Sustainability has been a part of Toyota’s guiding principles since its foundation. Our approach to sustainability is grounded in the Toyota Way of continuous improvement and respect for people. Since the introduction of the Prius hybrid, Toyota has been leading the shift to lower emission vehicles. In Australia, we are actively working to increase the share of hybrid sales, while also looking ahead to other forms of electrification, including hydrogen vehicles.

Southside Toyota is committed to contributing to society and the principles of sustainability. We understand our future success is dependent on a sustainable business model.

It is our aim to support environmental best practice throughout the supply chain. This includes managing the environmental impact of our vehicles, working with suppliers on environmental initiatives and encouraging environmental responsibility amongst staff, guests and the community.

Committed to the Environment

Southside Toyota and Toyota Australia look for opportunities to improve energy efficiency and reduce greenhouse gas emissions. Toyota uses natural gas and electricity at its production site at Altona and at non production sites around Australia. The company monitors and reports on its energy use and greenhouse, continually looking for improvement opportunities.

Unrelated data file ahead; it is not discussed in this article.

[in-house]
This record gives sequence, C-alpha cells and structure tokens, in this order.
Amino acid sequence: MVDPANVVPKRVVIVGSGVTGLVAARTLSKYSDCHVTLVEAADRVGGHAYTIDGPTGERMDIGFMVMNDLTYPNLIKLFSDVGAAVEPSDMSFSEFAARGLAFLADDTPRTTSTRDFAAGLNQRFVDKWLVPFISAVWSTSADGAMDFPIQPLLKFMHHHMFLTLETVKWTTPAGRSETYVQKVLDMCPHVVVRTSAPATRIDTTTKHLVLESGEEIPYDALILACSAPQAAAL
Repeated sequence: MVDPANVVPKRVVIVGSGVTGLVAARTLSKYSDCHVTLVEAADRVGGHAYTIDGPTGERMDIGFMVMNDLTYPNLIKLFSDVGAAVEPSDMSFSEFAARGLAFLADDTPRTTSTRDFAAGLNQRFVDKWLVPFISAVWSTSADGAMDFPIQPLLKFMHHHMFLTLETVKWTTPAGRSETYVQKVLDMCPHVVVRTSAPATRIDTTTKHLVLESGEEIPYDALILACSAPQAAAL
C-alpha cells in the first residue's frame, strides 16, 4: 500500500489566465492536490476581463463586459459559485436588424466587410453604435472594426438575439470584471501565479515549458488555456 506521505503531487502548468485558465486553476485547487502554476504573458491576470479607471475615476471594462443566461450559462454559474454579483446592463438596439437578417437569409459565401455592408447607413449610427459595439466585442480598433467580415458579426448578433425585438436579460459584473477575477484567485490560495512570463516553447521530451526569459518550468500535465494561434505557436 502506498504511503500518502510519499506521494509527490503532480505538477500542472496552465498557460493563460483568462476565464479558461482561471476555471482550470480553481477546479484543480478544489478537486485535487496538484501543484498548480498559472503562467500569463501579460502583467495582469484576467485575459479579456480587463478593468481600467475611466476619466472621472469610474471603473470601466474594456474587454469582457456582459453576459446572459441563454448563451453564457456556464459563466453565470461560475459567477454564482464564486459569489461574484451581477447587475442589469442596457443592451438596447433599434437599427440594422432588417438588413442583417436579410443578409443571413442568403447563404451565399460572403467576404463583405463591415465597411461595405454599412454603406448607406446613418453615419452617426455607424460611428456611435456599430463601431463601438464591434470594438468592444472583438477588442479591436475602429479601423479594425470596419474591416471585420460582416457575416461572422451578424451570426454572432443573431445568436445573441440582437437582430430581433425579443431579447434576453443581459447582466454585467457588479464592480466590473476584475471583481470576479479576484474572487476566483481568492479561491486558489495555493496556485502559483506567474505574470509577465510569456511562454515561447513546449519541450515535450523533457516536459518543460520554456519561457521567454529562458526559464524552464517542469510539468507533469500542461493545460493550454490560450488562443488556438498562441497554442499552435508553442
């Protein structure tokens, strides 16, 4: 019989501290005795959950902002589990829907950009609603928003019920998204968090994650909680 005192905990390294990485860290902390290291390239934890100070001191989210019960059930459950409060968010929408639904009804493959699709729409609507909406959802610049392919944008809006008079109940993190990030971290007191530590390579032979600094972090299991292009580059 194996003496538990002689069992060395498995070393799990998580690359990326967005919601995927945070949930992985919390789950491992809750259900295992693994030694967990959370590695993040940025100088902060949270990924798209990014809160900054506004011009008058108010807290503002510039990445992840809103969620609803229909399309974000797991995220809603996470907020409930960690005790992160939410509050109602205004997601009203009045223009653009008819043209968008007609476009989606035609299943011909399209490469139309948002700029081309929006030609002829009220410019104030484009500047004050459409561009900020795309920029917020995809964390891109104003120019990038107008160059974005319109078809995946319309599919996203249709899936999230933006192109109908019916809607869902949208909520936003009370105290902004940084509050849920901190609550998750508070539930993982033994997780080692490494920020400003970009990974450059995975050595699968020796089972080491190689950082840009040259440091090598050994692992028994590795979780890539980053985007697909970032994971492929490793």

Resource Usage

Southside Toyota and Toyota Australia will continue to focus on reducing waste and making the best use of resources. These include raw materials used in the vehicle manufacturing process, and water and paper used across the company. Wastes include both production and non production general waste, prescribed waste and packaging waste.

Contributing to a Low Carbon Society

Toyota Australia will develop lower emissions vehicles and work with Governments to develop appropriate standards and measures regarding vehicle emissions and pollutants. In 2011 a Carbon Working Group was established to understand and manage the impacts of the clean energy future legislation and develop a model to ensure the financial implications of the carbon prices are considered in strategic and operational planning.